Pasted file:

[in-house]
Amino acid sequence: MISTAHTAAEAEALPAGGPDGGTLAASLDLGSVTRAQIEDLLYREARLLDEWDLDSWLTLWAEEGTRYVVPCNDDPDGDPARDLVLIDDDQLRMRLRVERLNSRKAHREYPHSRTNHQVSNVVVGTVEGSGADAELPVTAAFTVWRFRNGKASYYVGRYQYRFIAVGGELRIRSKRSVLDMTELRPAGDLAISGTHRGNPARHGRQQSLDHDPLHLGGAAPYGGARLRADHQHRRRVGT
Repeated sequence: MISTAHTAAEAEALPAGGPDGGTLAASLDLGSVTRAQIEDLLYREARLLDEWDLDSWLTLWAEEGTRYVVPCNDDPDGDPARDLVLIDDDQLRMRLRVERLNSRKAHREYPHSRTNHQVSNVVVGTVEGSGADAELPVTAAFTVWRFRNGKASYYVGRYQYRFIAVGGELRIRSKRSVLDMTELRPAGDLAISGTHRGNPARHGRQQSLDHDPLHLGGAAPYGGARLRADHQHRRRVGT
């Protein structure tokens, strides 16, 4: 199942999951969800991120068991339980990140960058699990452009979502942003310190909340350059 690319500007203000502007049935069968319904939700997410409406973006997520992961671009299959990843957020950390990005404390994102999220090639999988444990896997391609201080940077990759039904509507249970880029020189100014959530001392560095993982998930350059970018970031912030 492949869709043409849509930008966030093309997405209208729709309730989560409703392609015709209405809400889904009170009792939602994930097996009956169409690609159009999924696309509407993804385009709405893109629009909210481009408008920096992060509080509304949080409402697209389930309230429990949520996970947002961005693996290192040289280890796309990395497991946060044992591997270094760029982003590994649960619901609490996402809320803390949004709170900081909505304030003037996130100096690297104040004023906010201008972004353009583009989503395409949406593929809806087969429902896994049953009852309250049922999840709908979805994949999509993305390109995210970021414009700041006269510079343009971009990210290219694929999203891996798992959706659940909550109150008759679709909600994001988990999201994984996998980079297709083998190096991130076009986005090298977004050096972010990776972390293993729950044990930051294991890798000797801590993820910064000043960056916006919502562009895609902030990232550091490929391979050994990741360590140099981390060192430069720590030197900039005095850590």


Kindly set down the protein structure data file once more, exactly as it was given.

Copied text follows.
[in-house]
Amino acid sequence: MISTAHTAAEAEALPAGGPDGGTLAASLDLGSVTRAQIEDLLYREARLLDEWDLDSWLTLWAEEGTRYVVPCNDDPDGDPARDLVLIDDDQLRMRLRVERLNSRKAHREYPHSRTNHQVSNVVVGTVEGSGADAELPVTAAFTVWRFRNGKASYYVGRYQYRFIAVGGELRIRSKRSVLDMTELRPAGDLAISGTHRGNPARHGRQQSLDHDPLHLGGAAPYGGARLRADHQHRRRVGT
Repeated sequence: MISTAHTAAEAEALPAGGPDGGTLAASLDLGSVTRAQIEDLLYREARLLDEWDLDSWLTLWAEEGTRYVVPCNDDPDGDPARDLVLIDDDQLRMRLRVERLNSRKAHREYPHSRTNHQVSNVVVGTVEGSGADAELPVTAAFTVWRFRNGKASYYVGRYQYRFIAVGGELRIRSKRSVLDMTELRPAGDLAISGTHRGNPARHGRQQSLDHDPLHLGGAAPYGGARLRADHQHRRRVGT
């Protein structure tokens, strides 16, 4: 199942999951969800991120068991339980990140960058699990452009979502942003310190909340350059 690319500007203000502007049935069968319904939700997410409406973006997520992961671009299959990843957020950390990005404390994102999220090639999988444990896997391609201080940077990759039904509507249970880029020189100014959530001392560095993982998930350059970018970031912030 492949869709043409849509930008966030093309997405209208729709309730989560409703392609015709209405809400889904009170009792939602994930097996009956169409690609159009999924696309509407993804385009709405893109629009909210481009408008920096992060509080509304949080409402697209389930309230429990949520996970947002961005693996290192040289280890796309990395497991946060044992591997270094760029982003590994649960619901609490996402809320803390949004709170900081909505304030003037996130100096690297104040004023906010201008972004353009583009989503395409949406593929809806087969429902896994049953009852309250049922999840709908979805994949999509993305390109995210970021414009700041006269510079343009971009990210290219694929999203891996798992959706659940909550109150008759679709909600994001988990999201994984996998980079297709083998190096991130076009986005090298977004050096972010990776972390293993729950044990930051294991890798000797801590993820910064000043960056916006919502562009895609902030990232550091490929391979050994990741360590140099981390060192430069720590030197900039005095850590």